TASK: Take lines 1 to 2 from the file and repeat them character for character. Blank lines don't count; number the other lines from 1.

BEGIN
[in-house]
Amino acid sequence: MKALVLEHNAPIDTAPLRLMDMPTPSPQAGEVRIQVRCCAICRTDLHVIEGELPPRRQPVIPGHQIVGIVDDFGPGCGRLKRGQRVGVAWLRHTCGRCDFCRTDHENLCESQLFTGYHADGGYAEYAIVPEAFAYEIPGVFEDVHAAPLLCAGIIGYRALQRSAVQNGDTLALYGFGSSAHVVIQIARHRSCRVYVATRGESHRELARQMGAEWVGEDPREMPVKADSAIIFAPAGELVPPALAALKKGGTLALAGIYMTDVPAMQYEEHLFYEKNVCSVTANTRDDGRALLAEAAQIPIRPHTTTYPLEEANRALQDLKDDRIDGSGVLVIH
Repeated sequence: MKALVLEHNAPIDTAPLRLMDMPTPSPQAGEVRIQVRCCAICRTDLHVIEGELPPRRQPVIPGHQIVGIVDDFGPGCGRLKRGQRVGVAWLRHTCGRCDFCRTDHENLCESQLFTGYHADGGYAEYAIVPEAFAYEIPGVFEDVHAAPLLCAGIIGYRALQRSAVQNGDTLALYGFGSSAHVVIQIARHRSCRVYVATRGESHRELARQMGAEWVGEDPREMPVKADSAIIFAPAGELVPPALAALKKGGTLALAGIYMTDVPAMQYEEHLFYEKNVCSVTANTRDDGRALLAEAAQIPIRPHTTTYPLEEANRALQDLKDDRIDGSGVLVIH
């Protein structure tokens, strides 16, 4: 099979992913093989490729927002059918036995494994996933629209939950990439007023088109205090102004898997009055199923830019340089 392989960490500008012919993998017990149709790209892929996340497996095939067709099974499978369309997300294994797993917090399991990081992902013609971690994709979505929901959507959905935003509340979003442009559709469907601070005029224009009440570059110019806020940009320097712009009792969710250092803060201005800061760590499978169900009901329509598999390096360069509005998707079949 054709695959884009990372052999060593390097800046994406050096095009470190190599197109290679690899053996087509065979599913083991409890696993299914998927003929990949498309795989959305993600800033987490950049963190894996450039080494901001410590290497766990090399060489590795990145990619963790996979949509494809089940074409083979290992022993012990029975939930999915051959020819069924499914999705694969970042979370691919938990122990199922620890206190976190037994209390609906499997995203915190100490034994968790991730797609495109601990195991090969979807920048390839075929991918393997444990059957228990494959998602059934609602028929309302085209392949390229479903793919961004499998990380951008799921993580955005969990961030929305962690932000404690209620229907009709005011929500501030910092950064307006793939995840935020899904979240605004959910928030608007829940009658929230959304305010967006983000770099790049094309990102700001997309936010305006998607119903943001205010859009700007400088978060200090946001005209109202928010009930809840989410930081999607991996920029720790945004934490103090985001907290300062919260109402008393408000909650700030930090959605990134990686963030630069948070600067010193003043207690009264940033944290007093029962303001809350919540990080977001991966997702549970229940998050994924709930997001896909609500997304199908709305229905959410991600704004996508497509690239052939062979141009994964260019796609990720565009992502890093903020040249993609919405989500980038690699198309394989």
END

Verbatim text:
[in-house]
Amino acid sequence: MKALVLEHNAPIDTAPLRLMDMPTPSPQAGEVRIQVRCCAICRTDLHVIEGELPPRRQPVIPGHQIVGIVDDFGPGCGRLKRGQRVGVAWLRHTCGRCDFCRTDHENLCESQLFTGYHADGGYAEYAIVPEAFAYEIPGVFEDVHAAPLLCAGIIGYRALQRSAVQNGDTLALYGFGSSAHVVIQIARHRSCRVYVATRGESHRELARQMGAEWVGEDPREMPVKADSAIIFAPAGELVPPALAALKKGGTLALAGIYMTDVPAMQYEEHLFYEKNVCSVTANTRDDGRALLAEAAQIPIRPHTTTYPLEEANRALQDLKDDRIDGSGVLVIH